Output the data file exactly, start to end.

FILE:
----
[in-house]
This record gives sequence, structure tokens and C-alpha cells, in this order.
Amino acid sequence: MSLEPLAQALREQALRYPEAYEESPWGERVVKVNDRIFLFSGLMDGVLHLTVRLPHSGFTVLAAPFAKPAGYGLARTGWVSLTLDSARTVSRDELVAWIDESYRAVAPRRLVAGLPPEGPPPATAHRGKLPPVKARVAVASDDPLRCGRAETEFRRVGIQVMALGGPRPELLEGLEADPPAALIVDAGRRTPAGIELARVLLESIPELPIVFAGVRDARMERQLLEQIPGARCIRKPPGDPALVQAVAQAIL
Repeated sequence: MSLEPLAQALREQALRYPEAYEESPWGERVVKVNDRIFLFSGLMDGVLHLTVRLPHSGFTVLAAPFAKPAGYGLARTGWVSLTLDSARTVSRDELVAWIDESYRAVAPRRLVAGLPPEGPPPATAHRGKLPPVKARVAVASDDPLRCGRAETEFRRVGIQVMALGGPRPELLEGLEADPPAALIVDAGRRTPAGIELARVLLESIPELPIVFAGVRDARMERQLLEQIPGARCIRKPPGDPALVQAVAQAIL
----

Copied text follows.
[in-house]
This record gives sequence, structure tokens and C-alpha cells, in this order.
Amino acid sequence: MSLEPLAQALREQALRYPEAYEESPWGERVVKVNDRIFLFSGLMDGVLHLTVRLPHSGFTVLAAPFAKPAGYGLARTGWVSLTLDSARTVSRDELVAWIDESYRAVAPRRLVAGLPPEGPPPATAHRGKLPPVKARVAVASDDPLRCGRAETEFRRVGIQVMALGGPRPELLEGLEADPPAALIVDAGRRTPAGIELARVLLESIPELPIVFAGVRDARMERQLLEQIPGARCIRKPPGDPALVQAVAQAIL
Repeated sequence: MSLEPLAQALREQALRYPEAYEESPWGERVVKVNDRIFLFSGLMDGVLHLTVRLPHSGFTVLAAPFAKPAGYGLARTGWVSLTLDSARTVSRDELVAWIDESYRAVAPRRLVAGLPPEGPPPATAHRGKLPPVKARVAVASDDPLRCGRAETEFRRVGIQVMALGGPRPELLEGLEADPPAALIVDAGRRTPAGIELARVLLESIPELPIVFAGVRDARMERQLLEQIPGARCIRKPPGDPALVQAVAQAIL